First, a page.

Update 06/14/11: I’m working on securing interviews with the music supervisor and arranging an episodic soundtrack feature for music+moxie but for now you can find the songs used in each episode (as well as the full episodes of the entire series) on MTV’s website.

I wrote this for the Chicago Tribune’s ‘Geek to Me’ section that ran last Friday (Look Ma: my first assignment for a major in-print publication!), and retained the right to reprint it in full here, cause YGIM boasts some mad contract-negotiation skills. The Teen Wolf premiere in LA was a definite up-fronts high point for me, due only in small part to the fact that the male actors = MTV’s yummiest eye candy ever. In fact, I lament that there is no more “Tiger Beat” catering to the nation’s tween girls who’d give anything to win a date with one of the heart-throbs. Note for you non-geeks: see my ‘binary rating legend’ below.

0  =  Utterly Unwatchable


You’ll Want Your MTV (Again)
May 27, 2011

MTV is suddenly relevant and cool again. And not ‘relevant and cool’ in some culture-debasing ‘Snooki’s Super-Sweet-SixTeen-Mom’ sense. The 30-ish not-MusicTeleVision institution reclaims it’s legitimacy this weekend as it expands its brand beyond their trademark un-reality smorgasbord into the scripted realm of supernatural geeky teen-angst fare with the two day debut of Teen Wolf.

Fans of the 1985 Michael J Fox film, please take a breath, pop a xanax and relax. I promise you that Hollywood has not desecrated one of the beloved, iconic institutions from our childhood; instead this cold-boot restart is to the original Teen Wolf what Christopher Nolan’s Batman is to Adam West’s. Outside of the title and a few unchanged character names, there are little, if any similarities to connect the campy ’80’s classic with the sexy re-imagined series. Rest assured there are no van-surfing shenanigans, no cuddly father werewolves with fingers crossed for the were-gene skipping a generation, and no down-to-the-wire, white men CAN jump championship-cinching shots in the Big Basketball Game. In fact, no basketball, period.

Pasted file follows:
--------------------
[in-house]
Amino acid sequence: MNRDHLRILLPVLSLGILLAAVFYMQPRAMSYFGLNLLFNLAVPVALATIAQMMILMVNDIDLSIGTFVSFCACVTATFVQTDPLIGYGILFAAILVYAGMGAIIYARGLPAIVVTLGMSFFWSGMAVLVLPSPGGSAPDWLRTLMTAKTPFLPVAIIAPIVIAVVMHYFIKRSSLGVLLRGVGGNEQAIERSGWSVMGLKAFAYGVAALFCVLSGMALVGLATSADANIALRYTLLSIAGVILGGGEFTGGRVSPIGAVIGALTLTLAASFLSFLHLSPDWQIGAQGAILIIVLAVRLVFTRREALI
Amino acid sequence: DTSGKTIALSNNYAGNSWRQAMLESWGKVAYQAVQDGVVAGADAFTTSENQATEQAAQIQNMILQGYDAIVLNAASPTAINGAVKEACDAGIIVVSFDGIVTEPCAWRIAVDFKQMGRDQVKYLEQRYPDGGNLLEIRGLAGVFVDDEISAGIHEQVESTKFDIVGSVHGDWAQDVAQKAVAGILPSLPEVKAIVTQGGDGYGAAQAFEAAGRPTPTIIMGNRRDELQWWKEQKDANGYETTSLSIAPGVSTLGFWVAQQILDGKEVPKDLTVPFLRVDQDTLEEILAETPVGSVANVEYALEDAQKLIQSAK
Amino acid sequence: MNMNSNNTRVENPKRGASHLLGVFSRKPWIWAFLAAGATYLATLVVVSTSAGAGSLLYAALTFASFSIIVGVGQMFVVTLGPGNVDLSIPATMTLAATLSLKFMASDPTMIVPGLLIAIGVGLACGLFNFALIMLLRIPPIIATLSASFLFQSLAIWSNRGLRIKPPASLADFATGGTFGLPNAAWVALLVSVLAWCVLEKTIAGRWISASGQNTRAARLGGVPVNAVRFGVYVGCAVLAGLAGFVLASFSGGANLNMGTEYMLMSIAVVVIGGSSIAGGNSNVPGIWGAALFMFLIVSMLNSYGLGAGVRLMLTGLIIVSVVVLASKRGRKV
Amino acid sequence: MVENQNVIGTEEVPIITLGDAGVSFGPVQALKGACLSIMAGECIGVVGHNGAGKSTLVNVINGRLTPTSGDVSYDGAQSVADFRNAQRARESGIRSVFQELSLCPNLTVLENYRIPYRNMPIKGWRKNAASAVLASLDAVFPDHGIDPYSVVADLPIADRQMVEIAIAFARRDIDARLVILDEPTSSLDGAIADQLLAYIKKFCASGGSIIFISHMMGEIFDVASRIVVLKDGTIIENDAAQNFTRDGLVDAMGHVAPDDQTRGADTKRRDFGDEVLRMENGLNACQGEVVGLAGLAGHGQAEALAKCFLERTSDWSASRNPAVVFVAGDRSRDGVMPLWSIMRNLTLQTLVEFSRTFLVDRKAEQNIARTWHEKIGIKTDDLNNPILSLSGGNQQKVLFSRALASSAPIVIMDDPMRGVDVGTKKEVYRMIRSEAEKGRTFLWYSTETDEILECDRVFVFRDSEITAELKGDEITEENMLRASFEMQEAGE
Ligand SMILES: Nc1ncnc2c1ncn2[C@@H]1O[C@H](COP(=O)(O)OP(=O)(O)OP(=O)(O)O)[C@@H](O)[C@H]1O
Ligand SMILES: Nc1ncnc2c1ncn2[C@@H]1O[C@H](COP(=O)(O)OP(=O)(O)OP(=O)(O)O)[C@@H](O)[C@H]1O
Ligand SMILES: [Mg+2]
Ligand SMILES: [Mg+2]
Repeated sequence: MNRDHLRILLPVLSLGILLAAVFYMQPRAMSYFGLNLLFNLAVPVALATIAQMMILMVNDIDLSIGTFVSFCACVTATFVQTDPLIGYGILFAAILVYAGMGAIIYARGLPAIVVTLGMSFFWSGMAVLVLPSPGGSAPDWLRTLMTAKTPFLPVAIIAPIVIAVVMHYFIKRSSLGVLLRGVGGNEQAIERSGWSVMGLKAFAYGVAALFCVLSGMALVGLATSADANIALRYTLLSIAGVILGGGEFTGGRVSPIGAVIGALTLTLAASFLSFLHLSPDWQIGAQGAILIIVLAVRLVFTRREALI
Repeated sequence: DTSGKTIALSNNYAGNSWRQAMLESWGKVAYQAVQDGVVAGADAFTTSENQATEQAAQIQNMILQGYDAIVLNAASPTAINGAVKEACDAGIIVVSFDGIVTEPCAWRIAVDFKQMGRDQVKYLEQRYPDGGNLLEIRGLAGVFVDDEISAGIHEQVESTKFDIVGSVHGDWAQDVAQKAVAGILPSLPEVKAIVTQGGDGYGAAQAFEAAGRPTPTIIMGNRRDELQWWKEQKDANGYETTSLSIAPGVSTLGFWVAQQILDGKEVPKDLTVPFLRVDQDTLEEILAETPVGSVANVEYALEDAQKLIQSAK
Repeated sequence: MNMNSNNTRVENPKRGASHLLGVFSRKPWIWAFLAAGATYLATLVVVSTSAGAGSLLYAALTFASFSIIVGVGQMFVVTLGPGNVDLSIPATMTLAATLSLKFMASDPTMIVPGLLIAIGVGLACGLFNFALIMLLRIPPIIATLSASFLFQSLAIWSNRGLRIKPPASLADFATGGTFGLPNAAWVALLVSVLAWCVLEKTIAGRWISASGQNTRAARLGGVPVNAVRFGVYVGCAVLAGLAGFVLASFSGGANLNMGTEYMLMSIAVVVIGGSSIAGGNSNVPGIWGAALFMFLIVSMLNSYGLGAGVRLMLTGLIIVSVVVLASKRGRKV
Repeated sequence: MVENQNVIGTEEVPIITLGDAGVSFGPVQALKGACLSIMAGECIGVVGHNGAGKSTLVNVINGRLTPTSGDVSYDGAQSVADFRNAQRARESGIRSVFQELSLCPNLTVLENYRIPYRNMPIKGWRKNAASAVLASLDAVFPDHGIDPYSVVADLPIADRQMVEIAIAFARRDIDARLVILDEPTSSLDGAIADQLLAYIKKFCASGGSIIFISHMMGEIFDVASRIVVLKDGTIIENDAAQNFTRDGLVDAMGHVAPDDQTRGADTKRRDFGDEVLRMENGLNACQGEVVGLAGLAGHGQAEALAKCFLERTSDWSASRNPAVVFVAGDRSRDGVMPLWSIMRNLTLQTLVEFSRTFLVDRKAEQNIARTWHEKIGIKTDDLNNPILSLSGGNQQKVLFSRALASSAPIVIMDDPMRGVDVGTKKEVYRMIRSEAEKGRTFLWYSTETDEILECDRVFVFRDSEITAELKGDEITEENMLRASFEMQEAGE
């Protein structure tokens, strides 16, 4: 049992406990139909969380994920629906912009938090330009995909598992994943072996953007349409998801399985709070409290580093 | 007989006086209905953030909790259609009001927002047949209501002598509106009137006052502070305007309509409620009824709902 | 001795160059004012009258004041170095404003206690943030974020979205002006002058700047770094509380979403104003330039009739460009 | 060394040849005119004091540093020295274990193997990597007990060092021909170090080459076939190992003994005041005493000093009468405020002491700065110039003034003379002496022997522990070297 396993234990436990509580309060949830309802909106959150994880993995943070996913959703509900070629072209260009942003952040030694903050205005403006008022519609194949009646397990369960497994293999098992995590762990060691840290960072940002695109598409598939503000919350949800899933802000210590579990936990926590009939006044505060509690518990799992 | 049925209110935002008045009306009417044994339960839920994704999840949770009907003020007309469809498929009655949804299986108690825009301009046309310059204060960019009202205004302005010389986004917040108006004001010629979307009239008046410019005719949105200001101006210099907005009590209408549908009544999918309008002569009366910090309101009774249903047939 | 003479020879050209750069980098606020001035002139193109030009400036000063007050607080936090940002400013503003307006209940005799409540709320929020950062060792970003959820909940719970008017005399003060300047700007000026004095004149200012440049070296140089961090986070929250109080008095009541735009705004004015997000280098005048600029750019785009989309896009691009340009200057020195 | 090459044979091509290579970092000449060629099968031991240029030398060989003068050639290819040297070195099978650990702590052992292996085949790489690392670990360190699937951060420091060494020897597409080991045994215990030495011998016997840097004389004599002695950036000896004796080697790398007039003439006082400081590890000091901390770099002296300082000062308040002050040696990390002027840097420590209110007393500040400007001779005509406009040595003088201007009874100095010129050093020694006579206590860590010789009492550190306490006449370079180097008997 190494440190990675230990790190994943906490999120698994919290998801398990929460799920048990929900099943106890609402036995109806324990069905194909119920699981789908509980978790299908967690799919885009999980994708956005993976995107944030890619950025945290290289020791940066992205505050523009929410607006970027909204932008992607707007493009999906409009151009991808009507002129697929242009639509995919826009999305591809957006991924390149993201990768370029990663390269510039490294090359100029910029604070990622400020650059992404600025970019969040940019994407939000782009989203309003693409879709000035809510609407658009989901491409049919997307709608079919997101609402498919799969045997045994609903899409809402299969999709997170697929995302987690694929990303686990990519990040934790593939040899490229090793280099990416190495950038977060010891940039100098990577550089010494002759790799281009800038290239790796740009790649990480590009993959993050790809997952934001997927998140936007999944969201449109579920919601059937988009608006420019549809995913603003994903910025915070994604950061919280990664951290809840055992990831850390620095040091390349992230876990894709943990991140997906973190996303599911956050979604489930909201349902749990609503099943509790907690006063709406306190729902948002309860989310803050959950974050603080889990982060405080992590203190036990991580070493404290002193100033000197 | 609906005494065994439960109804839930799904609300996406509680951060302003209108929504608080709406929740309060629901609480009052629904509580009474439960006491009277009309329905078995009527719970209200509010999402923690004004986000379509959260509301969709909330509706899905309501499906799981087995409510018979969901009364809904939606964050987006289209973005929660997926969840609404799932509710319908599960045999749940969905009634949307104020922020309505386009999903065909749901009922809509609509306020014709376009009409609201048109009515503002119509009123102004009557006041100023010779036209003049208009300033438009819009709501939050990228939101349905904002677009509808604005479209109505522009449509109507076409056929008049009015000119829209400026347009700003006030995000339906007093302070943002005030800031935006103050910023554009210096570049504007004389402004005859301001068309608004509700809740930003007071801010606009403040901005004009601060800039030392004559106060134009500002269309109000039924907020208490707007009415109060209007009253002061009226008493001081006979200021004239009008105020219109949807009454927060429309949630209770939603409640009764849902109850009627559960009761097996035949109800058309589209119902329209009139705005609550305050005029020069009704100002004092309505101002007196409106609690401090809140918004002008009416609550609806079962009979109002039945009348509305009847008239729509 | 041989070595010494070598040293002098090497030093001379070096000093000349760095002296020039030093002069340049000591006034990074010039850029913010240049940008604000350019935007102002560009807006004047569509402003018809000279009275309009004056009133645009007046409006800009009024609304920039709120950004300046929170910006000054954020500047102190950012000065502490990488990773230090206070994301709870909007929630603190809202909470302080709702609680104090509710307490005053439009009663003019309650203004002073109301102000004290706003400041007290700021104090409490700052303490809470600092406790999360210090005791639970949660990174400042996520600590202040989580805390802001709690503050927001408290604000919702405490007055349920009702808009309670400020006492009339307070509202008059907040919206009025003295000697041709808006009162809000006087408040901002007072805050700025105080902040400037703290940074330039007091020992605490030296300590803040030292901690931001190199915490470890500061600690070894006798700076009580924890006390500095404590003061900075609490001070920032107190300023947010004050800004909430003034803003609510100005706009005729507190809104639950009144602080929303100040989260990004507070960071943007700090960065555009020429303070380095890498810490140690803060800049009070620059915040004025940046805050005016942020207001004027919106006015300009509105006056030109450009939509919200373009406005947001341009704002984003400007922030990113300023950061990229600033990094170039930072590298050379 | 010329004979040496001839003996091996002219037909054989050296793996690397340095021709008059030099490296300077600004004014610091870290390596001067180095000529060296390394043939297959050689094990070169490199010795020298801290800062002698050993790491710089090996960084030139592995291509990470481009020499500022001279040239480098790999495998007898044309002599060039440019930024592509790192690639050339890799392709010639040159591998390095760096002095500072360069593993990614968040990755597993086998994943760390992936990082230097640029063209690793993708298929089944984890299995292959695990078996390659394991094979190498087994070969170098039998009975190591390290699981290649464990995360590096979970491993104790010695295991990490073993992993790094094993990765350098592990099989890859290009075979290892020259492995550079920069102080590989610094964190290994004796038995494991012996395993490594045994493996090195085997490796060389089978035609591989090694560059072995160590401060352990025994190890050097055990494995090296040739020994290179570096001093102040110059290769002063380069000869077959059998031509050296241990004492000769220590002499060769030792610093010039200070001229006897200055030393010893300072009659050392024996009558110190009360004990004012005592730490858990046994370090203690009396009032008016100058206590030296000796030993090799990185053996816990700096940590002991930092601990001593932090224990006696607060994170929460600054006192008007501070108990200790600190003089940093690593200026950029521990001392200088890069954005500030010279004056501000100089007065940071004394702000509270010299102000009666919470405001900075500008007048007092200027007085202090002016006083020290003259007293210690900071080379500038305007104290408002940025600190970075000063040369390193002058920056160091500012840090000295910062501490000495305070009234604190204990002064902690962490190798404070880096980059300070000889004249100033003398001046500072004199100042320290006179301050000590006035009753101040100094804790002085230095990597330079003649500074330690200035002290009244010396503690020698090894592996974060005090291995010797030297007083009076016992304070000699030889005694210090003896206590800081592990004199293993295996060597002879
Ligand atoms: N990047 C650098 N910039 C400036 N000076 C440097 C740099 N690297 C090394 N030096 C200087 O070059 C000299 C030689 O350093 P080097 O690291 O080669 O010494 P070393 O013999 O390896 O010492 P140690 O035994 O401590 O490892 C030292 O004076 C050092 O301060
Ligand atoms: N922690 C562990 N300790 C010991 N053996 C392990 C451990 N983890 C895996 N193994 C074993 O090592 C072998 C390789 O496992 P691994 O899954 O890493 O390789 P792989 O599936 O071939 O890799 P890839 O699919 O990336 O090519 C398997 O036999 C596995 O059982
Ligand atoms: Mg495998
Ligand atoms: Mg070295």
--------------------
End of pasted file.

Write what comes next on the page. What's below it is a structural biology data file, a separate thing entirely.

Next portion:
This is a story of the transformation every teenager goes through as they come of age and figure out who they are…. its just told with werewolves. When Scott McCall’s best friend Stiles convinces the awkward teenager to secretly join a police search in the woods for the missing half of a dead body one night, he is attacked by something and narrowly escapes with a vicious bite in his side. The next day Scott begins to discover strange new abilities that propel him from social outsider to star athlete, a starter on the lacrosse team he’s only been a bench ornament for until now, who has no problem getting a date Friday nights. As Scott discovers his new werewolf nature, he must struggle to control his darker animal instincts and finds the Lycan bite is both a gift and a curse. If the rest of the season is anything like the pilot episode, we’re in for a fantastic ride that will engage us while keeping us just a little off balance as the plot twists and turns; leaving us guessing about each characters motives, wondering who will survive, which relationships will bend and which will break, and ultimately, which path our hero will follow.